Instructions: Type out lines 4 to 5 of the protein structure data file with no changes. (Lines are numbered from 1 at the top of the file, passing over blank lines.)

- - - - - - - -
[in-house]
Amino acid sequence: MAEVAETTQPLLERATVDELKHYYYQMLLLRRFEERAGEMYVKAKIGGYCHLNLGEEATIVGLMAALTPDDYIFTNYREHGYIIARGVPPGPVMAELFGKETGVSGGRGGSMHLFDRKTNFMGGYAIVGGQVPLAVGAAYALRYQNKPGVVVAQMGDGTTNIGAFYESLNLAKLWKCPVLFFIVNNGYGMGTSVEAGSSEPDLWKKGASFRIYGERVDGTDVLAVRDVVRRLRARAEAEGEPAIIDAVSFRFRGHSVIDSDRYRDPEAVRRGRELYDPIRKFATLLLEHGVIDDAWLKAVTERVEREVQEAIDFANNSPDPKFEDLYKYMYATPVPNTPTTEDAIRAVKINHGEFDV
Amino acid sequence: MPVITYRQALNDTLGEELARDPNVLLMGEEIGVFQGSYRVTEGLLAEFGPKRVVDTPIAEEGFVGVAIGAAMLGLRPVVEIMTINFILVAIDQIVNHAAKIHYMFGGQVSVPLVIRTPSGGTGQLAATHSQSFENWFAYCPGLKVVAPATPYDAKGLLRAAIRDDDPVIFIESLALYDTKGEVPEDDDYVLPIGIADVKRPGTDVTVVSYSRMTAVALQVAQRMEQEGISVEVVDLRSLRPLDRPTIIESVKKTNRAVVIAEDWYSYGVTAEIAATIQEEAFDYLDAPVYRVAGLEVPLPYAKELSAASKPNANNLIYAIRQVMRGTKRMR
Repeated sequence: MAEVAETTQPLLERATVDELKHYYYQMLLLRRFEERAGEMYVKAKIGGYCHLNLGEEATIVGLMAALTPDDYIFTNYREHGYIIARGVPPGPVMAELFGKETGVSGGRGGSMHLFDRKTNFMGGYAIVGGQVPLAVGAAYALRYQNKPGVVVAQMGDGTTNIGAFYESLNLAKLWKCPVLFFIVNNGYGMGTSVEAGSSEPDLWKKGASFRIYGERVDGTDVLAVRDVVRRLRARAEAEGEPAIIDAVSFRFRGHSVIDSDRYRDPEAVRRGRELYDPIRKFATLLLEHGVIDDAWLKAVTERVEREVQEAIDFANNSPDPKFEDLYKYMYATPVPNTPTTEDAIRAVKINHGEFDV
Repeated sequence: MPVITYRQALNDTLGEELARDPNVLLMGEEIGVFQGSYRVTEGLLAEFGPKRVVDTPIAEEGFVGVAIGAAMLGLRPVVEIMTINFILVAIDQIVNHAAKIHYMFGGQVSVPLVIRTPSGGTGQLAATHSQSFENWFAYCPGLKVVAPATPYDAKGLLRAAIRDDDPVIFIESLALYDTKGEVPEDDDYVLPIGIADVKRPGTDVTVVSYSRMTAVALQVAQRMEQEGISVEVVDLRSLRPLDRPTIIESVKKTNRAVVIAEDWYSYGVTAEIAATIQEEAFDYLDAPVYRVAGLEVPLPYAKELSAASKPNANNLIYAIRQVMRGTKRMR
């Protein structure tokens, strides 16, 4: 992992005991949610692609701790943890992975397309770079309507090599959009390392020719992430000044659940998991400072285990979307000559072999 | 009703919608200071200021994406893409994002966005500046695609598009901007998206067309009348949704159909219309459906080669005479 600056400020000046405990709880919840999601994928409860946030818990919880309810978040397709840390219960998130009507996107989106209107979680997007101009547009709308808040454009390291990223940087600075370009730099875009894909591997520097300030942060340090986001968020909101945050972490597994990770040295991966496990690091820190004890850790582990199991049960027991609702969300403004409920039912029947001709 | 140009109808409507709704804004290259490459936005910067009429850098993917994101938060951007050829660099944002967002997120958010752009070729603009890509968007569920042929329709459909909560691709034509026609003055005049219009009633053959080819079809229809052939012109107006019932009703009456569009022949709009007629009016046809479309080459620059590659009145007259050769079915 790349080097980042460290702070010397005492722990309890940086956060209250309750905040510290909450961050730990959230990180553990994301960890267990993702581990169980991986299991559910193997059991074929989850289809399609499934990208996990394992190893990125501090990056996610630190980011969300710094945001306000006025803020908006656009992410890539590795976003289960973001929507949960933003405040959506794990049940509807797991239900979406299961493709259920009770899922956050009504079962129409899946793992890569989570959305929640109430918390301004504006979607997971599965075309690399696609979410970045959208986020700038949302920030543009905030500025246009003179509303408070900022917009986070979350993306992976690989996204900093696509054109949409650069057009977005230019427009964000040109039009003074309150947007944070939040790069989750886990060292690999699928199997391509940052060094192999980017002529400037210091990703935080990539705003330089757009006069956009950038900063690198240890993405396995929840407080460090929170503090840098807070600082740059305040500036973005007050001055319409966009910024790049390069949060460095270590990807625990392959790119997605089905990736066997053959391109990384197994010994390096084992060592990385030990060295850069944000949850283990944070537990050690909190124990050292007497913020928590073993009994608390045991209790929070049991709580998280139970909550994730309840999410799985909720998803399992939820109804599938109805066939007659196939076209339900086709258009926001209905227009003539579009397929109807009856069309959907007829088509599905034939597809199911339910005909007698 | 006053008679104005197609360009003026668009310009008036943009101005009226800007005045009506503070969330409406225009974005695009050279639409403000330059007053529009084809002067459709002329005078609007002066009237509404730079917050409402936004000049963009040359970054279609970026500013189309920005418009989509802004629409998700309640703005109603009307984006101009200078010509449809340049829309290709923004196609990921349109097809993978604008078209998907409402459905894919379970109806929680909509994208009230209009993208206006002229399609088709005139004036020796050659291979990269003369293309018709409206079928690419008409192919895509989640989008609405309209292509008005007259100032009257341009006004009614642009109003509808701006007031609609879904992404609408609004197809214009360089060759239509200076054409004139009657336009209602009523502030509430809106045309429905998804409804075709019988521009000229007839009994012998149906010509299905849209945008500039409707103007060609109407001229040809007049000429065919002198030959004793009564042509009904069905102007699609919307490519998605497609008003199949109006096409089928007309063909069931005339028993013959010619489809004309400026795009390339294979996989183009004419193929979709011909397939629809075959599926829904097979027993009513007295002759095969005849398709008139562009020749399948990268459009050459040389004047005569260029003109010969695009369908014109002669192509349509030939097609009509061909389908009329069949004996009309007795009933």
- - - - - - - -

Repeated sequence: MAEVAETTQPLLERATVDELKHYYYQMLLLRRFEERAGEMYVKAKIGGYCHLNLGEEATIVGLMAALTPDDYIFTNYREHGYIIARGVPPGPVMAELFGKETGVSGGRGGSMHLFDRKTNFMGGYAIVGGQVPLAVGAAYALRYQNKPGVVVAQMGDGTTNIGAFYESLNLAKLWKCPVLFFIVNNGYGMGTSVEAGSSEPDLWKKGASFRIYGERVDGTDVLAVRDVVRRLRARAEAEGEPAIIDAVSFRFRGHSVIDSDRYRDPEAVRRGRELYDPIRKFATLLLEHGVIDDAWLKAVTERVEREVQEAIDFANNSPDPKFEDLYKYMYATPVPNTPTTEDAIRAVKINHGEFDV
Repeated sequence: MPVITYRQALNDTLGEELARDPNVLLMGEEIGVFQGSYRVTEGLLAEFGPKRVVDTPIAEEGFVGVAIGAAMLGLRPVVEIMTINFILVAIDQIVNHAAKIHYMFGGQVSVPLVIRTPSGGTGQLAATHSQSFENWFAYCPGLKVVAPATPYDAKGLLRAAIRDDDPVIFIESLALYDTKGEVPEDDDYVLPIGIADVKRPGTDVTVVSYSRMTAVALQVAQRMEQEGISVEVVDLRSLRPLDRPTIIESVKKTNRAVVIAEDWYSYGVTAEIAATIQEEAFDYLDAPVYRVAGLEVPLPYAKELSAASKPNANNLIYAIRQVMRGTKRMR